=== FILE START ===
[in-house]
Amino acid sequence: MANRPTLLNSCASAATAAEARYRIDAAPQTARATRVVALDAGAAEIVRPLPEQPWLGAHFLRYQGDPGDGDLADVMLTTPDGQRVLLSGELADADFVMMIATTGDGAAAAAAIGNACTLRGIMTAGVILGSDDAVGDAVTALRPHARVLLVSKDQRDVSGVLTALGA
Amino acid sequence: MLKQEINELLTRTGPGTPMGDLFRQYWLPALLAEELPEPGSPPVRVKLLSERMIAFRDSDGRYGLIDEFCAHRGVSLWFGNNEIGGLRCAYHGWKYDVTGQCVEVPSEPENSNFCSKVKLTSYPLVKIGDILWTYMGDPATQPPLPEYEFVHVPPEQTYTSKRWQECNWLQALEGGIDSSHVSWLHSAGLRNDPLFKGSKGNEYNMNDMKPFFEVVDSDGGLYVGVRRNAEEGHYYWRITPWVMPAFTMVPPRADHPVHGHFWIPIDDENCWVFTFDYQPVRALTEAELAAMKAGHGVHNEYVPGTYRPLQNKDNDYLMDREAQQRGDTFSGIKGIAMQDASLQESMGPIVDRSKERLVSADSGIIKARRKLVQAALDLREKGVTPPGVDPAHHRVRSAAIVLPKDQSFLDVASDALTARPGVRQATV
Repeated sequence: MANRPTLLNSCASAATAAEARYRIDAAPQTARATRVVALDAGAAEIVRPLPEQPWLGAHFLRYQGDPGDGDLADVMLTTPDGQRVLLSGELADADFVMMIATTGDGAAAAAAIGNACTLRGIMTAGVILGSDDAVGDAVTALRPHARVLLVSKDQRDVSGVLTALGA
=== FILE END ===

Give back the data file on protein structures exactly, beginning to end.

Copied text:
[in-house]
Amino acid sequence: MANRPTLLNSCASAATAAEARYRIDAAPQTARATRVVALDAGAAEIVRPLPEQPWLGAHFLRYQGDPGDGDLADVMLTTPDGQRVLLSGELADADFVMMIATTGDGAAAAAAIGNACTLRGIMTAGVILGSDDAVGDAVTALRPHARVLLVSKDQRDVSGVLTALGA
Amino acid sequence: MLKQEINELLTRTGPGTPMGDLFRQYWLPALLAEELPEPGSPPVRVKLLSERMIAFRDSDGRYGLIDEFCAHRGVSLWFGNNEIGGLRCAYHGWKYDVTGQCVEVPSEPENSNFCSKVKLTSYPLVKIGDILWTYMGDPATQPPLPEYEFVHVPPEQTYTSKRWQECNWLQALEGGIDSSHVSWLHSAGLRNDPLFKGSKGNEYNMNDMKPFFEVVDSDGGLYVGVRRNAEEGHYYWRITPWVMPAFTMVPPRADHPVHGHFWIPIDDENCWVFTFDYQPVRALTEAELAAMKAGHGVHNEYVPGTYRPLQNKDNDYLMDREAQQRGDTFSGIKGIAMQDASLQESMGPIVDRSKERLVSADSGIIKARRKLVQAALDLREKGVTPPGVDPAHHRVRSAAIVLPKDQSFLDVASDALTARPGVRQATV
Repeated sequence: MANRPTLLNSCASAATAAEARYRIDAAPQTARATRVVALDAGAAEIVRPLPEQPWLGAHFLRYQGDPGDGDLADVMLTTPDGQRVLLSGELADADFVMMIATTGDGAAAAAAIGNACTLRGIMTAGVILGSDDAVGDAVTALRPHARVLLVSKDQRDVSGVLTALGA